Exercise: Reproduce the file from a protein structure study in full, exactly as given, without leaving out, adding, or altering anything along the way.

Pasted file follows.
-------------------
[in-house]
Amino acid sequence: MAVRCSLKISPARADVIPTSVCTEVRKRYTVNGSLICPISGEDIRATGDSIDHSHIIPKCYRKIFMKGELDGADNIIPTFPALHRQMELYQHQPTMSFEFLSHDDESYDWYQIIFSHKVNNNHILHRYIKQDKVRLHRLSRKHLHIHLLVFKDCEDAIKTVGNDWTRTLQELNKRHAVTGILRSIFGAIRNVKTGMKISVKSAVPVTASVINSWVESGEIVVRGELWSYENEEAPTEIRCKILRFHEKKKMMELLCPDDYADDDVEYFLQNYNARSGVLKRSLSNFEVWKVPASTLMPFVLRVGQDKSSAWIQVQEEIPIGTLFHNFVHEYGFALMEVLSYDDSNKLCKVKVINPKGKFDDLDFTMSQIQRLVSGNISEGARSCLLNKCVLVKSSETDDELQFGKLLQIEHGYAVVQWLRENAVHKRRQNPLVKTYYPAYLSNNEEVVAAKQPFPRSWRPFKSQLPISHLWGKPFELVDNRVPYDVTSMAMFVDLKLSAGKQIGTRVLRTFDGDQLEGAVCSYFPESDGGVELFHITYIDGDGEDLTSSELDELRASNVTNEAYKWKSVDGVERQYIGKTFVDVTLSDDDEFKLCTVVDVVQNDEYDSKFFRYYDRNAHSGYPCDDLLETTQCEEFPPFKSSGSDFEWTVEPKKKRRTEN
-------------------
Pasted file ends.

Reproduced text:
[in-house]
Amino acid sequence: MAVRCSLKISPARADVIPTSVCTEVRKRYTVNGSLICPISGEDIRATGDSIDHSHIIPKCYRKIFMKGELDGADNIIPTFPALHRQMELYQHQPTMSFEFLSHDDESYDWYQIIFSHKVNNNHILHRYIKQDKVRLHRLSRKHLHIHLLVFKDCEDAIKTVGNDWTRTLQELNKRHAVTGILRSIFGAIRNVKTGMKISVKSAVPVTASVINSWVESGEIVVRGELWSYENEEAPTEIRCKILRFHEKKKMMELLCPDDYADDDVEYFLQNYNARSGVLKRSLSNFEVWKVPASTLMPFVLRVGQDKSSAWIQVQEEIPIGTLFHNFVHEYGFALMEVLSYDDSNKLCKVKVINPKGKFDDLDFTMSQIQRLVSGNISEGARSCLLNKCVLVKSSETDDELQFGKLLQIEHGYAVVQWLRENAVHKRRQNPLVKTYYPAYLSNNEEVVAAKQPFPRSWRPFKSQLPISHLWGKPFELVDNRVPYDVTSMAMFVDLKLSAGKQIGTRVLRTFDGDQLEGAVCSYFPESDGGVELFHITYIDGDGEDLTSSELDELRASNVTNEAYKWKSVDGVERQYIGKTFVDVTLSDDDEFKLCTVVDVVQNDEYDSKFFRYYDRNAHSGYPCDDLLETTQCEEFPPFKSSGSDFEWTVEPKKKRRTEN